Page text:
While conditions among Australia’s real estate markets have varied in recent times, it seems the majority of homeowners are confident they have benefited from capital growth over the past 12 months.

According to the results of a survey of 2,000 homeowners by law Firm Slater and Gordon, 78% of respondents believe their home has increased in value in over the past year.

Not surprisingly, Sydney was home to the greatest proportion of respondents who believe their home is worth more now than it was a year ago, with 94% saying yes.

The survey shows that 89% of homeowners believe the value of their home has increased, while &85 of homeowners in Adelaide and 76% in Brisbane have a positive view of their situation.

In Perth, 57% of homeowners believe they have seen an increase in value.

Across the country, 31% of homeowners said they would consider selling in order to cash in on the growth they have seen in the past year.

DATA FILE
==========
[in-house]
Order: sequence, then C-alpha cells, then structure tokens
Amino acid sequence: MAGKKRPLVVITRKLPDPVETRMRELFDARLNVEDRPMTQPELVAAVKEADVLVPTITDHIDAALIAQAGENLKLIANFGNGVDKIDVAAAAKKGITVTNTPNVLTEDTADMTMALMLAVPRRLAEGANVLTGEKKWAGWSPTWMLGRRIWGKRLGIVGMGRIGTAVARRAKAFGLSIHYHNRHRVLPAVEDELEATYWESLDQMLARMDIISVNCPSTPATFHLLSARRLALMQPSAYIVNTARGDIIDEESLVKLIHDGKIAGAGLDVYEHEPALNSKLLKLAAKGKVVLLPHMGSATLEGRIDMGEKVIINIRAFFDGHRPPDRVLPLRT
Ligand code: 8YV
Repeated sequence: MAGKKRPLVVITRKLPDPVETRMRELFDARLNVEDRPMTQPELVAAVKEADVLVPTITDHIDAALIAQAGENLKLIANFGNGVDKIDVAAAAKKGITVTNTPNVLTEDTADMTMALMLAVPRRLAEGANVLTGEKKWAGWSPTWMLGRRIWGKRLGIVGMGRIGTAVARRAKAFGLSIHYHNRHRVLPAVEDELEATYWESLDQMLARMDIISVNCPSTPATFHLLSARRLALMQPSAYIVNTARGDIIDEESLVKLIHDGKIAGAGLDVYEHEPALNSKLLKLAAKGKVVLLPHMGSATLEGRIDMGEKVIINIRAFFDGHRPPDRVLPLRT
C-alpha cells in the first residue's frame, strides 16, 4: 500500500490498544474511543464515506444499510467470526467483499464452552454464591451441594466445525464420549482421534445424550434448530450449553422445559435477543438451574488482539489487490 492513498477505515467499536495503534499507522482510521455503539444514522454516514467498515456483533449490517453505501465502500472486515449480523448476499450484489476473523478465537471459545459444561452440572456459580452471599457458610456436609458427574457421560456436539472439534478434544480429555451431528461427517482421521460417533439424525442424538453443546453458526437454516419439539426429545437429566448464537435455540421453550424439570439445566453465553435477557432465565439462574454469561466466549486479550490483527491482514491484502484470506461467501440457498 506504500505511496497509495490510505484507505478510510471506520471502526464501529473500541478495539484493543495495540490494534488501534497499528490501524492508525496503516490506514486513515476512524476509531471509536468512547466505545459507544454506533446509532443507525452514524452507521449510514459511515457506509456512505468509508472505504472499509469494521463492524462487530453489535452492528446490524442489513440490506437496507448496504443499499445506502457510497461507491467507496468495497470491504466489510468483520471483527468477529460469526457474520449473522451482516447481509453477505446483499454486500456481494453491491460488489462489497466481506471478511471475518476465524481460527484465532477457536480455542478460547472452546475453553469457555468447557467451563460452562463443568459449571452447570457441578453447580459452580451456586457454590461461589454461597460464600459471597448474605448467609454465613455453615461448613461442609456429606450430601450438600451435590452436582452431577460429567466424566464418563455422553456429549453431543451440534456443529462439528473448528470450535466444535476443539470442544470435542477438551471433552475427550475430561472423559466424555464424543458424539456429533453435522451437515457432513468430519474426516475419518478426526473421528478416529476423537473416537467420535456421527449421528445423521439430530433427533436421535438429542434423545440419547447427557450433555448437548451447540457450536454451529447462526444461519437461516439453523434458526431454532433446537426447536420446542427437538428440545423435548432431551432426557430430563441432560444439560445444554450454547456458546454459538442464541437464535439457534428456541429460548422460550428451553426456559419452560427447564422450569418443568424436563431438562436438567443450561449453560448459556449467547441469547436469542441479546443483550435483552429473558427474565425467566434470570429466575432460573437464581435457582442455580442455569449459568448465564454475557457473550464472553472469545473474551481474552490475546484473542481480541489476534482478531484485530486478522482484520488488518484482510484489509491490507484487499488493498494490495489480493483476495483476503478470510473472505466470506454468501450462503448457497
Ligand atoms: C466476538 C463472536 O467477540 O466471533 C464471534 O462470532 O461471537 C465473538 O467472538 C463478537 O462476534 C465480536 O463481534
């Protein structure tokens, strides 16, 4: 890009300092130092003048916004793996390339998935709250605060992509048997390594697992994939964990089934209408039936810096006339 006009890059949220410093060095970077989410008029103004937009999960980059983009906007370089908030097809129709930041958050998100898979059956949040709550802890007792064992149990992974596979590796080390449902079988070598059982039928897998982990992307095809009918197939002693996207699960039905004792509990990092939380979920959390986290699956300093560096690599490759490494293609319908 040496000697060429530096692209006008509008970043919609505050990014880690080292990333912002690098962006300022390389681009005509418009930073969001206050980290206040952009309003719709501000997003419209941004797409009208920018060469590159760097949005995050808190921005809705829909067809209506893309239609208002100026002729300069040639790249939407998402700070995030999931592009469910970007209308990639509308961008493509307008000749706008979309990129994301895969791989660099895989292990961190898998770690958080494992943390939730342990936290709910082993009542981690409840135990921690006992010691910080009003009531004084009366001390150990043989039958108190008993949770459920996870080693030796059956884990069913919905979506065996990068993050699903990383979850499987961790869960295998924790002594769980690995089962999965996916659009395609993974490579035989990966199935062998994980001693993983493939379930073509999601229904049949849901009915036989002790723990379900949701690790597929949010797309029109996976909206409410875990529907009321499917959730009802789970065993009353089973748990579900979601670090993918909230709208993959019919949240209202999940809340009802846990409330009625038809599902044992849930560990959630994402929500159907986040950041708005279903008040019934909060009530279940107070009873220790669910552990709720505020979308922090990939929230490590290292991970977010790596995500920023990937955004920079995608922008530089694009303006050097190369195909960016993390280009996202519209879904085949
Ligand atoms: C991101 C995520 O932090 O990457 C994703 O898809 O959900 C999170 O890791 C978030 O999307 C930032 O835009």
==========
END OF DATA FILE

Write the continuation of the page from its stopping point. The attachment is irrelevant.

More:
More homeowners in Sydney (38%) said they would consider selling compared other location.

Thirty-six percent of Melbourne homeowners said they would consider selling, while 35% of homeowners in Brisbane, 26% in Perth and 24% in Adelaide said they would consider putting their home on the market.

But homeowners looking to cash in have been warned to make sure they are prepared for the sale process.

“If you want to cash in the increased value of your property, you’ll need to be familiar with both the legal aspects of selling your house, as well as the processes around buying a new home to live in,” Slater and Gordon conveyancing works lawyer Robert Kern said.

“If there are any issues with the transfer or you make a mistake on the application, it can result in the settlement being delayed or the sale not going through,” Kern said.

Kern said even a small mistake could be costly for those looking to sell.

 “As the value of a home increases, the financial impact of complications also increases,” he said.

 “For example, issues with an undisclosed easement could see the value of your home drop by 10 per cent, that’s a $100,000 loss if the home worth has increased to $1 million.”